As they thrive in a peaceful environment, they are actually better able to establish prosperity for themselves. Since they no longer have to live in fear of a gruesome death, they can work together, building upon each other’s accomplishments and ultimately striving for the perfect way of life within the world.

Justice and Injustice

Although men find that there is justice when they deem a sovereign responsible for their society, Hobbes states that in a perfect state of nature, there will be no justice. “For where no covenant hath preceded, there hath no right been transferred, and every man has right to everything; and consequently, no action can be unjust. But when a covenant is made, then to break it is unjust” (89).

If “injustice is no other than the not performance of covenant,” then “whatsoever is not unjust, is just” (89). There can be no justice in a state of nature because the term justice would not be applicable to people who did not have the ability to break laws.

While there is no justice in a state of nature, there is justice within a society. When man empowers an artificial man to become sovereign over a group of people, the sovereign creates covenants for those below him to follow. Since there are now laws within this society, breaking one of these laws would be considered unjust.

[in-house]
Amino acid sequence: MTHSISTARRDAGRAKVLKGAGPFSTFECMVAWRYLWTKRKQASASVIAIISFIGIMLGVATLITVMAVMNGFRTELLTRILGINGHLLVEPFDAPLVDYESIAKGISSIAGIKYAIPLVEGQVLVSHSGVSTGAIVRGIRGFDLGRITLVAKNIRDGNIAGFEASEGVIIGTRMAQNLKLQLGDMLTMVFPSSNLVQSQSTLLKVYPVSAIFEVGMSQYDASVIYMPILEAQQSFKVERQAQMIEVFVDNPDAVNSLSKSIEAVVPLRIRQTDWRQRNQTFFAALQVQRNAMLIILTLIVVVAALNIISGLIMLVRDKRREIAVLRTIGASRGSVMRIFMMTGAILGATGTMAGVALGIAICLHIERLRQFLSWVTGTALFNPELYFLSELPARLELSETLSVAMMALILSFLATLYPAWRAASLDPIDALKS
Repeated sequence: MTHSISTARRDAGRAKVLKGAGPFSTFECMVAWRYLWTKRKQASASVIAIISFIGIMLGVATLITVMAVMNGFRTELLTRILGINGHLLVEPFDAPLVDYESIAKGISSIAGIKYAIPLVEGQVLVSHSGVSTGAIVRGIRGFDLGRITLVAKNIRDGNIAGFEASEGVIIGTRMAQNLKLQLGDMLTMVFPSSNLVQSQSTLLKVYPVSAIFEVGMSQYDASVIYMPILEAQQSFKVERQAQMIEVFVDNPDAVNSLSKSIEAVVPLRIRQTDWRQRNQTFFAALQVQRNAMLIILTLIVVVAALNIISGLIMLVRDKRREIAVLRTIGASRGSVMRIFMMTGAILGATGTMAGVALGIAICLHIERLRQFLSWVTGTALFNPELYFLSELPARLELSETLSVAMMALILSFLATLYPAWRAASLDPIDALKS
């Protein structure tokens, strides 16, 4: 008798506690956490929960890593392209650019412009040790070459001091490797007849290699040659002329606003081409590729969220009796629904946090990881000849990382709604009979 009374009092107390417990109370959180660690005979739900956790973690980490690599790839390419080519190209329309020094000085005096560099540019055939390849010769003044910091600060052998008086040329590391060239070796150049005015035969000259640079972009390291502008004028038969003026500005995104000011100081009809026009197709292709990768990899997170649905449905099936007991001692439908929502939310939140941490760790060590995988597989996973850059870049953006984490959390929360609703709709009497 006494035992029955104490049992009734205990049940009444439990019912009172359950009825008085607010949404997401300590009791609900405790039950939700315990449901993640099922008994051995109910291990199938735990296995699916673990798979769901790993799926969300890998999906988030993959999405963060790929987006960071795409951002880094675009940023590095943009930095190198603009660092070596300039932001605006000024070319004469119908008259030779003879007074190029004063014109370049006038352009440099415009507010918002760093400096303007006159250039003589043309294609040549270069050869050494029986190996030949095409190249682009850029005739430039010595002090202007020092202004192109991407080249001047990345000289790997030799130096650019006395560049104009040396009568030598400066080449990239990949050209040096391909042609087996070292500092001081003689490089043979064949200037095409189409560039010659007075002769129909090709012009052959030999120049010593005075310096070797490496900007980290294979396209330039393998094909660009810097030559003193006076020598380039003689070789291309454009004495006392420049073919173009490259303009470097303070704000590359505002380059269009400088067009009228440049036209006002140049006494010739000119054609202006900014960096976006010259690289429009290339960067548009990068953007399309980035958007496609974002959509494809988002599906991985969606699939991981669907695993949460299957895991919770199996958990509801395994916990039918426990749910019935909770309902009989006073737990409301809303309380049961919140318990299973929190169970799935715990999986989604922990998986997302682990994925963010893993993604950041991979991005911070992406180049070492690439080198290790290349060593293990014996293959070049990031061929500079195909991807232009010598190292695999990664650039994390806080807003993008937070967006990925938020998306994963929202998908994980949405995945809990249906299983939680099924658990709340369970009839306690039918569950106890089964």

However, since the sovereign is the one who created the laws, is it possible for a sovereign to break the laws and therefore act unjustly?

Hobbes makes the claim that it is impossible for a sovereign to act unjustly. The basis of his claim is that if there was no sovereign, there would be no laws. If there were no laws, there would be no such thing as justice. Hobbes also states that a man cannot punish himself.

Since a man is always following the first law of nature, to condemn himself in any way would be an impossible task against his own prosperous being.

Thomas Hobbes

Thomas Hobbes

Rights of a Sovereign

As men allow themselves to be governed by a sovereign, they forfeit any right they may have had to control the sovereign. They do not have covenants with the sovereign, but rather amongst themselves. No matter what, men have an obligation to obey the sovereign. Since men gave up all their rights to the sovereign, they no longer have any power themselves.

According to Hobbes, it would be unjust for men to overthrow their sovereign because they would be going against the covenants they created between themselves.